A verbal altercation ensued, with yelling back and forth and the exchange of curses. Although the teenagers denied stepping onto the defendant's driveway, he shouted at them to get off his property, and "leave, leave." The victim demanded that Aaron step away from the property so they could fight. When Aaron began exchanging words with Maloney, the defendant lifted his gun and pointed it at Maloney's head. Seeing the weapon pointed at his friend, the victim screamed at the defendant to "put the gun down," and stepped onto the driveway. After a further exchange of curses, the defendant told the victim that "if you don't get out of here, I'm going to shoot you." The victim countered, "if you're going to shoot me, shoot me." The defendant then pointed the gun at the victim, bringing it just a few inches away from the victim's face. The victim backed up, and slapped the gun away with his right hand. However, the defendant brought the gun back up, and shot the victim in the face. While the victim's friends denied using racial slurs during the incident, in a tape-recorded 911 call, one of the youths can be heard shouting racial slurs as he vows to avenge the victim.

The People's case also included the testimony of a forensic scientist, who examined the .32 caliber Beretta handgun used to shoot the victim, and concluded that it required 9.5 to 10 pounds of force to fire, which he characterized as a "medium to heavy" trigger pull. Over defense counsel's objections, the forensic scientist was permitted to testify regarding other weapons, ammunition, and related paraphernalia recovered from the defendant's home. These weapons included several rifles and a shotgun. The forensic scientist also examined the crime scene after the shooting, observing a bloodstain on the apron of the defendant's driveway, and a second bloodstain in the street. According to the measurements he took during his examination, the distance from the defendant's garage to the edge of his driveway where the roadway began was 65 feet, and the distance from the defendant's front door to the edge of the driveway was 81 feet.

In addition, the People presented testimony from two other expert witnesses, who concluded, based upon the presence of stippling and soot on the victim's cheek, that the Beretta had been fired from close range.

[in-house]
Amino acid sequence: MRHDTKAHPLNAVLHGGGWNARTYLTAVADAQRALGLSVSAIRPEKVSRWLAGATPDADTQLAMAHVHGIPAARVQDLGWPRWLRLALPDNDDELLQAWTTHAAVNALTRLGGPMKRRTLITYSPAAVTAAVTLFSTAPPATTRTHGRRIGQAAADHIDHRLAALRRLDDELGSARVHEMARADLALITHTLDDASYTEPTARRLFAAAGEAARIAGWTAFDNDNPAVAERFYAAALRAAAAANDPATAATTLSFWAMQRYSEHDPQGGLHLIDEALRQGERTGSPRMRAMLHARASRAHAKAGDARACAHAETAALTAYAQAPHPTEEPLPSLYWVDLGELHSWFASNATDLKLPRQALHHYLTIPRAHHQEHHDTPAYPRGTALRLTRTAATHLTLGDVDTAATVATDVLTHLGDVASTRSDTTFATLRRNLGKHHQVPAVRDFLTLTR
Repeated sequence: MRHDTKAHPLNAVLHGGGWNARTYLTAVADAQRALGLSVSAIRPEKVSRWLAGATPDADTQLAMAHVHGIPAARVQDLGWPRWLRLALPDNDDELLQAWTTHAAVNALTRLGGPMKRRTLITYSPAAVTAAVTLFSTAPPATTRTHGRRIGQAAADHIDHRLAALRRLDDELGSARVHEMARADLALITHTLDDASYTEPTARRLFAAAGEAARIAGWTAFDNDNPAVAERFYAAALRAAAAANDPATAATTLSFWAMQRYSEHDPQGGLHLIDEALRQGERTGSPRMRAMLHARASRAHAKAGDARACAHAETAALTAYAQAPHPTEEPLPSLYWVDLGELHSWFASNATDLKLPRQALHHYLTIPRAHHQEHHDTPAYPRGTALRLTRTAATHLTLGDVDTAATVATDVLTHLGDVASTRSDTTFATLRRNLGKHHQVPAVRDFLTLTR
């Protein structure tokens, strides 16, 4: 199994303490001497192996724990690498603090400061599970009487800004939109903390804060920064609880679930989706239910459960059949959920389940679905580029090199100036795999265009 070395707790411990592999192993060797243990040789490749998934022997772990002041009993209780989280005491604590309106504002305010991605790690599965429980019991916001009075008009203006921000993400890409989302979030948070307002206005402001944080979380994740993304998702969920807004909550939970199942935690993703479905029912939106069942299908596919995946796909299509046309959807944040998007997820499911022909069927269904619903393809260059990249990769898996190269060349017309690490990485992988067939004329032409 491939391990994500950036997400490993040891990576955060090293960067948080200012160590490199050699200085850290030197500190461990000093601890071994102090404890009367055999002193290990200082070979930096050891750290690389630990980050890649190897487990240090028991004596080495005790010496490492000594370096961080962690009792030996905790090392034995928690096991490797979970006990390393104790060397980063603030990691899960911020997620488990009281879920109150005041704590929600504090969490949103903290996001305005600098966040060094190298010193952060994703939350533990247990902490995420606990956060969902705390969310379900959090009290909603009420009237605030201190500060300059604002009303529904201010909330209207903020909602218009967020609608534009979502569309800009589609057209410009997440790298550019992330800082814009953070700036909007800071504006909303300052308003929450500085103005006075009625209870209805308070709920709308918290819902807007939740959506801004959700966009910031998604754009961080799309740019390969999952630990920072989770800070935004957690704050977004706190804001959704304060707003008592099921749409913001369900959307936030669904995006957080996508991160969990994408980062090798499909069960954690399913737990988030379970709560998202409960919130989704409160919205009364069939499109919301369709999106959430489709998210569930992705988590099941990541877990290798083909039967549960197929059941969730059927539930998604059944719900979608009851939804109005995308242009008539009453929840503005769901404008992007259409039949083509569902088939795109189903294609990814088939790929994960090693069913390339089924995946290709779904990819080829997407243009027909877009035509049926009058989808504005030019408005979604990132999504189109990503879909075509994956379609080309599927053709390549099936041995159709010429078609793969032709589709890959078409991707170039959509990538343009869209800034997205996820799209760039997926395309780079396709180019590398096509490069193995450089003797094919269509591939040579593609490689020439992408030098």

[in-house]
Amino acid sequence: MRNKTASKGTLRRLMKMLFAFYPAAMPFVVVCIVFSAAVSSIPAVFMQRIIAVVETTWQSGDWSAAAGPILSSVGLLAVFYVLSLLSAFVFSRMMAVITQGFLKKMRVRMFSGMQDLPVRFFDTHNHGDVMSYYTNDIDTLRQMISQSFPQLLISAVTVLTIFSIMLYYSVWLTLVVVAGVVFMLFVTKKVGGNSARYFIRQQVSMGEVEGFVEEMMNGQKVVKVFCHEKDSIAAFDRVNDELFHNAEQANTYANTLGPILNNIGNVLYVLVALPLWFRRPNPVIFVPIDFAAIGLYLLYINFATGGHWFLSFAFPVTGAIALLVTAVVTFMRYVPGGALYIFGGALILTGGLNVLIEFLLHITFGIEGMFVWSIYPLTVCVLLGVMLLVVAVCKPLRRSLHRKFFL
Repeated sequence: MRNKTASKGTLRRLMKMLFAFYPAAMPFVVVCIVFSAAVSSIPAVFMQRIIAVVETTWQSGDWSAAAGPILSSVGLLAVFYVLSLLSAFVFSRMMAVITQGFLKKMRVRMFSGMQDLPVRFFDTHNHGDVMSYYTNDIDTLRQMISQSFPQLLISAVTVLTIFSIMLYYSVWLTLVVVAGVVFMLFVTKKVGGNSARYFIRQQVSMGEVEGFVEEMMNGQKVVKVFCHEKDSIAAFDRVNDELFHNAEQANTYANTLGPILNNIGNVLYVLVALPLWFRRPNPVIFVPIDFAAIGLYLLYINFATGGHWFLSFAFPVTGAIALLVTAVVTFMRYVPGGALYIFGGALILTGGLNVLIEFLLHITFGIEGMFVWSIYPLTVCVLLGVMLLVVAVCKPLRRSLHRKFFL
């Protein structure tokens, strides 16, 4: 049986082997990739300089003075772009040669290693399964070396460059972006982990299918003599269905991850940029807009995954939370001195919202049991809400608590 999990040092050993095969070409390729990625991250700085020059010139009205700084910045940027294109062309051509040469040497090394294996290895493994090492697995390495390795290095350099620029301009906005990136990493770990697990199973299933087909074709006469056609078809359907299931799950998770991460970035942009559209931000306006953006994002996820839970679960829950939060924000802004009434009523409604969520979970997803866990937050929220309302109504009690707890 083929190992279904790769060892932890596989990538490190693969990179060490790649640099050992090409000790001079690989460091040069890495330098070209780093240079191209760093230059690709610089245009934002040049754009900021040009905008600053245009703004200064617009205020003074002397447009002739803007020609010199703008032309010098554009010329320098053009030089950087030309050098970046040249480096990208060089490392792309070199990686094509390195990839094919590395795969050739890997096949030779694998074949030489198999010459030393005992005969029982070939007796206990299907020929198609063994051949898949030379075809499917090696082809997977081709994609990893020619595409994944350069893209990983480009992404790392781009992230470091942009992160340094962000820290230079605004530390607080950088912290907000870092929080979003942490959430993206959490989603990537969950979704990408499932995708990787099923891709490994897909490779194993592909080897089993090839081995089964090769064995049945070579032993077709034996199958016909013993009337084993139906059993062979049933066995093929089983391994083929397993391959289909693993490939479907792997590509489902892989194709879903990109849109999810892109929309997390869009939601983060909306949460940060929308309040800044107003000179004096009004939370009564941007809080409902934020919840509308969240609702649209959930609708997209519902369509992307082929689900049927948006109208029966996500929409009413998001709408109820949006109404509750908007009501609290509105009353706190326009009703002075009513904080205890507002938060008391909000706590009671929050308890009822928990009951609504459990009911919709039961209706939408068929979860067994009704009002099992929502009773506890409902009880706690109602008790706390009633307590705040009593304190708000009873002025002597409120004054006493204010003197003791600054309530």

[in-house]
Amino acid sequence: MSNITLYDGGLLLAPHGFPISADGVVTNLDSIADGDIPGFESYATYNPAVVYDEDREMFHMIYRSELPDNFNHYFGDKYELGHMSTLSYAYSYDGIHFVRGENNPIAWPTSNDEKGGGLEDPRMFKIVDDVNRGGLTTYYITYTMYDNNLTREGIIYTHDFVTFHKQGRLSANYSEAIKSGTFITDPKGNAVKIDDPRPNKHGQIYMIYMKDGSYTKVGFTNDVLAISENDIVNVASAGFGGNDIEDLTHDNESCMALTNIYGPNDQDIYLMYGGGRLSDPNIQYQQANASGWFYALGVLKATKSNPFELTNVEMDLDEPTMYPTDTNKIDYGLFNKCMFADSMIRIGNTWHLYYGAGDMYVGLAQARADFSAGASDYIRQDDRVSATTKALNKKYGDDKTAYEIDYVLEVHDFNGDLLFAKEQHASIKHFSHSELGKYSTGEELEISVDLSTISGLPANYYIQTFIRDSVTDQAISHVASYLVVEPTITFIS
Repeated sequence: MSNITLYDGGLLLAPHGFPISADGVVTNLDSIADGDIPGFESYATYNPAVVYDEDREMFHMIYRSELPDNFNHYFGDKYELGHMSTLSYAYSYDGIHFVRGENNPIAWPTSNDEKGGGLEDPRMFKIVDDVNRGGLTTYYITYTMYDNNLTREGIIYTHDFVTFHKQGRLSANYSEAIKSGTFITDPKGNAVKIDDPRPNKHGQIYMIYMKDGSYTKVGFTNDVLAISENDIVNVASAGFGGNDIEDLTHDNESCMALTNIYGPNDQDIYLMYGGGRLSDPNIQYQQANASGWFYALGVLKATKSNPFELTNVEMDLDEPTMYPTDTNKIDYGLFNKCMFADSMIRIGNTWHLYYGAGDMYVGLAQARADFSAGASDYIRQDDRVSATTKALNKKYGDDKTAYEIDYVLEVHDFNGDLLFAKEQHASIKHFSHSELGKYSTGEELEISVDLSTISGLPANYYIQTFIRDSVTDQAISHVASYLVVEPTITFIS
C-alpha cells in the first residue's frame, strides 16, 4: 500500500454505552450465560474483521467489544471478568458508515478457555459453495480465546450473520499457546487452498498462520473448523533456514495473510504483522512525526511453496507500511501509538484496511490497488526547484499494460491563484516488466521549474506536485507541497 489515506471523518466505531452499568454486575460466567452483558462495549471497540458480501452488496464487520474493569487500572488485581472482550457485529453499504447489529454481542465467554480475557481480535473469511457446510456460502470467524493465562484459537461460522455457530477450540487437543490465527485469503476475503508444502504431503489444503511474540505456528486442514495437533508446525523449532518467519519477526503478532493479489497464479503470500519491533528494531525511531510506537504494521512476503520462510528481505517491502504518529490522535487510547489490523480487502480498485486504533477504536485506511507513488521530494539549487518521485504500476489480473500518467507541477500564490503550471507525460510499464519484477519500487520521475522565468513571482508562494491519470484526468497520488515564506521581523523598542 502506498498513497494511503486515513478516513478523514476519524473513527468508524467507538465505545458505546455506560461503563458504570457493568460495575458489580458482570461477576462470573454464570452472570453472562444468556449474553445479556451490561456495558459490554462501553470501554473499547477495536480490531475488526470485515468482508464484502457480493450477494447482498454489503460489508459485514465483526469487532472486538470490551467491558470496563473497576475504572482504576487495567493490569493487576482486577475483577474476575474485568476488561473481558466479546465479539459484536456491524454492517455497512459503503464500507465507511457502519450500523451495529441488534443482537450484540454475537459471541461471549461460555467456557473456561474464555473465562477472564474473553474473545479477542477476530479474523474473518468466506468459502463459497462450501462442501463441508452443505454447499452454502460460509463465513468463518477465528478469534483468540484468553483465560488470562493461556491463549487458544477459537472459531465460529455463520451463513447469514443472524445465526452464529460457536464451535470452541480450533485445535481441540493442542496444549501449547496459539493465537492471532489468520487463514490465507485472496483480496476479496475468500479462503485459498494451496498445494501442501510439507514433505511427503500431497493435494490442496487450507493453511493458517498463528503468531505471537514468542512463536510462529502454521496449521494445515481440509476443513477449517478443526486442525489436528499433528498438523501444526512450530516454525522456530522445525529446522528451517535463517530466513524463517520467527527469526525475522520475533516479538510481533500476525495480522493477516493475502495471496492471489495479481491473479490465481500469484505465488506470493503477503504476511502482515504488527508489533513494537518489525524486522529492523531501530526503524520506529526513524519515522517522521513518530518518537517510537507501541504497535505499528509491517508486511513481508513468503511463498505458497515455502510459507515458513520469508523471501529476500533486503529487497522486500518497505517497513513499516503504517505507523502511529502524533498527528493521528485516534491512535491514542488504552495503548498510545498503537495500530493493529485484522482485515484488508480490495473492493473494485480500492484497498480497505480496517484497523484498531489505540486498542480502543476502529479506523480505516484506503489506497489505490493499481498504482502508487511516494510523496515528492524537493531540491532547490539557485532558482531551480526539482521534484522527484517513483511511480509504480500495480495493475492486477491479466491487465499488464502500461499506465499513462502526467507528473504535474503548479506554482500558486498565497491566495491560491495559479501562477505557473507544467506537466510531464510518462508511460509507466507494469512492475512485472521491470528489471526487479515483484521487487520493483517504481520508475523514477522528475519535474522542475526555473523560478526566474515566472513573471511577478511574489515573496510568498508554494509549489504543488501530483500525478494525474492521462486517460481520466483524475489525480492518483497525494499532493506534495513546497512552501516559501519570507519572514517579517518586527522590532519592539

In contrast, the defense witnesses maintained that the victim and his friends came to the defendant's home planning to harm Aaron, and that the young men repeatedly uttered racial slurs. Aaron testified that after being asked to leave the birthday party, he received a call on his cell phone from the victim, who demanded that he return so that the victim could "kick . . . [his] ass." The victim's anger stemmed from the "bogus comment" about Jenny which had been posted through the fake MySpace account, and was so intense that Aaron believed that the victim would beat him up or even kill him. After reaching his home and parking, Aaron received a phone call from a friend warning him not to return to the party because there were "10 guys waiting" to fight him. While still on the phone, Aaron saw a vehicle which he believed belonged to Delgado driving down the block. Afraid that the victim and the victim's friends "were going to come to [his] house" to get him, Aaron went inside and woke up the defendant, yelling "[D]ad, these guys are coming here to kill me." Aaron then received a second phone call from the victim, peppered with curses and racial epithets, threatening to be at Aaron's house within minutes. Looking outside, Aaron saw two people exiting from the vehicle he believed was owned by Delgado, and a second vehicle parked, facing the driveway, with its headlights on. He then received another call from the victim, which he placed on speaker phone for his parents to hear, demanding that he come out of the house, and stating that the victim was there to kill him. Aaron admitted that he picked up what he thought to be an unloaded shotgun in order to scare the young men gathered outside his home, and that his father picked up a small pistol. After picking up the pistol, the defendant opened the garage door and ran outside, with Aaron following him. At the apron of the driveway, the victim and his friends engaged in a verbal argument, while the defendant ordered the youths to go home and get off his property. The defendant then told Aaron to go back to the house, and turned completely around to return inside himself. According to Aaron, it was at this point that the victim made "a crouching movement" and then rushed up behind the defendant, "like, trying to grab for something." The defendant turned around, there was a struggle, and the gun went off. The victim collapsed to the ground, with his body falling into the street.